6. Ink Types
Not all ink is created equal. Solid, pigment and dye inks are the most widely used for printing.
Solid ink is a brick of color used to print. Each small brick or stick rubs color onto the printed item in a style that is almost like waxing. Solid ink can be great for printing vibrant color.
Pigment ink, which is made from a fine powder, sits on top of paper rather than being soaked into it. Pigment inks last a long time and maintain color properties. They can be somewhat more expensive than dye inks and some people refer to items that use pigment ink as printed, rather than copied )if they use dye ink).
Dye ink, which is liquid-based, soaks into the fibers of paper to create color. It can produce vibrant color but can result in some paper dampness or bleed. Dye inks are the quickest to fade over time.
Almost all printers ask that projects include a bleed.
The bleed helps the printer accurately prepare the file for printing, so that the correct area is printed, the paper is cut to the proper size and so that the color is reproduced accurately.
Bleed is important because it creates a little wiggle room in the printing process. Think of it this way. You are creating a poster from a photo. If the image is perfectly cropped to the printed size, any variation will result in dead space. With bleed, a small variation goes unnoticed because the photo edge is simply extended.
While bleed specs vary by printer, it is advisable to work with a bleed of 1/2 inch or more. Publishing software such as Adobe InDesign has built-in bleed settings, making it easy to work with, turn on/off bleeds and export with proper settings and marks.
Overprint is exactly what you would think from the name. It is the process of printing one thing over another. In the printing process, it happens specifically when inks are printed on top of each other.
Overprinting can be used to produce special effects, additional colors and silhouettes, but it can be problematic when it happens unintentionally, such as when a color and pure black (black made using only the K plate) touch. (You can determine overprint settings in most design software.) Overprinting with pure black will result in a richer black and it is recommended to use rich black (a black using all four color plates) when overprinting is a concern.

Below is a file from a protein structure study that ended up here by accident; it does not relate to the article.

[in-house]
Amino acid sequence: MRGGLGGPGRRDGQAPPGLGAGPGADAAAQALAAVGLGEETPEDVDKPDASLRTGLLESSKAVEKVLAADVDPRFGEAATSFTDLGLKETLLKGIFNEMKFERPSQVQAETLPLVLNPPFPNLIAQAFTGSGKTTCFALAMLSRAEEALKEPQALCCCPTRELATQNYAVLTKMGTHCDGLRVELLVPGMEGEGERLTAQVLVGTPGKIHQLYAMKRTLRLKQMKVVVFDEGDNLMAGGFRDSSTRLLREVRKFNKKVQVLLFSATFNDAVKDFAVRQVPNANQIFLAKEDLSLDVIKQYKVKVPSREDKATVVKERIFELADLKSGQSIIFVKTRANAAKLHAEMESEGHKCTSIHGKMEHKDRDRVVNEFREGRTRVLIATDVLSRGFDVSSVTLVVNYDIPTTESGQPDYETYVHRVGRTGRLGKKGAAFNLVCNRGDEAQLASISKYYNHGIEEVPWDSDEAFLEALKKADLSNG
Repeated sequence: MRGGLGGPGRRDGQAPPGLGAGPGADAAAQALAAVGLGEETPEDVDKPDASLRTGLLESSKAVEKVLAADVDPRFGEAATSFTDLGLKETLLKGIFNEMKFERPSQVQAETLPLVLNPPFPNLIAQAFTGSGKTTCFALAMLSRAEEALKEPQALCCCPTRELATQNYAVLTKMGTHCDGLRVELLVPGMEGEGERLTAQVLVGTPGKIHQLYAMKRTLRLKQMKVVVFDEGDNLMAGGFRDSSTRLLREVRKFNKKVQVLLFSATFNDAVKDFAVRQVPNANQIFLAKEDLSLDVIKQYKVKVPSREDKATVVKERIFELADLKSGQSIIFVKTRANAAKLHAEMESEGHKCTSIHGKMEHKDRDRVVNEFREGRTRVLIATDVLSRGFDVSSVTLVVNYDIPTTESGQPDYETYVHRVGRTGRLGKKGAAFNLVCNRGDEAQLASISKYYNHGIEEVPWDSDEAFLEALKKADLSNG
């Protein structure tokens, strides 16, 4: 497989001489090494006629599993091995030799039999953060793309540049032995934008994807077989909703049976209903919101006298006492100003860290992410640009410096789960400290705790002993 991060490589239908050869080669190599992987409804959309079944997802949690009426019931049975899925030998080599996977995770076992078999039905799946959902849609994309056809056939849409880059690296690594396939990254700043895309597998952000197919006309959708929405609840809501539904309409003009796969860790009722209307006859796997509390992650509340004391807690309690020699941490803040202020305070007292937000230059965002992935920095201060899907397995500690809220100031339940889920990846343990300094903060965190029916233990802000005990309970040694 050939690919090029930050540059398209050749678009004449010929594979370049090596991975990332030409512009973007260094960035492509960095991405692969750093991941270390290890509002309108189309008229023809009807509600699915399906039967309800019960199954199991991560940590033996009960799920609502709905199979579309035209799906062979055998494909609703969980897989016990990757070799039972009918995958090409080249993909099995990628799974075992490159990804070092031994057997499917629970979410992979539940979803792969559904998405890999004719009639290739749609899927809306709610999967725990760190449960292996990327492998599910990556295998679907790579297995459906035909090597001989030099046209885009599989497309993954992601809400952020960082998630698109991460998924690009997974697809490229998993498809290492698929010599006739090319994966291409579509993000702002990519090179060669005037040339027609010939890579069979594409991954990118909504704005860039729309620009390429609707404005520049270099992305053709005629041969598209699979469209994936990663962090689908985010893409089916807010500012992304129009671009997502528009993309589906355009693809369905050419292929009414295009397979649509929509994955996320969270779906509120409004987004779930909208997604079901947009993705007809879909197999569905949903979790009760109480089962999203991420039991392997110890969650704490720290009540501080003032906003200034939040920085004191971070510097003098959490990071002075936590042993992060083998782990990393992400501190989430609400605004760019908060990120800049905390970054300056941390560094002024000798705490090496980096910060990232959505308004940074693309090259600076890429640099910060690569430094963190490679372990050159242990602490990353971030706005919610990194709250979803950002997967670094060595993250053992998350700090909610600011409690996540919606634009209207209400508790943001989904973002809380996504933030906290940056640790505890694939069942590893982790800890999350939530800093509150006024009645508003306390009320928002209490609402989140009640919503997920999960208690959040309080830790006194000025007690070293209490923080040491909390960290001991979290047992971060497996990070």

9. Mono vs. Duotone Color
Monotone and duotone color are very similar in look, but quite different in composition.
Both color types refer to a grayscale image with a color cast. Mono- and duotone images can appear black and white or colored. This technique is often used to create a more artistic or old feel for an image.
Monotones are created by printing a grayscale image with single-color ink that is not black. So on a typical CMYK press, a monotone would be cyan, magenta or yellow. Monotone images with low saturation of ink look less colorful and more grayscale than those with a higher ink lay.
Duotones are grayscale images printed using multiple inks. Duotone printing can create a rich grayscale image and is ideal for spot color processes. Unlike monotone printing, duotone processes can include the use of black ink.
10. Paper Types
The actual type of paper a project is printed on can greatly affect how it looks – from color to overall quality. The options are almost limitless and include varying finishes.
The starting point for most printing though falls into one of two categories – coated or uncoated – and styles – matte or glossy.
Coated paper includes a finish which is designed to improve or enhance the printing process. Coating levels include light coated, medium coated, high coated, and art paper, which is used for high-quality artwork in brochures and books. Coated paper is often very smooth and may appear to have a gloss finish. (In terms of Pantone color, coated paper refers to that gloss finish.)
Uncoated paper is common office paper. It is used for letterhead, copying, printing and even some brochures and posters. Uncoated papers are a little less durable over time.
The other consideration when it comes to paper type is the finished look of the product – matte or glossy. Much of this may depend on what is being printed, text is typically matte while photos are often glossy. Matte printing is crisp and detailed and does not get as much reflection or glare. Glossy finishes have a polished look and can add extra umph to images. Glossy finishes are often UV protected and paper will stay sharp and clean longer than matte alternatives.
Every designer will come in contact with a printed project at some point in his or her career. Don’t get stuck having to turn down a job because you don’t get the print side of design.
Digital designers don’t have to be print experts, but understanding the basics and being able to speak the language can go a long way. (And it can even get you a little guidance from print professionals.) As a designer, it is important to understand every medium where work could potentially be published.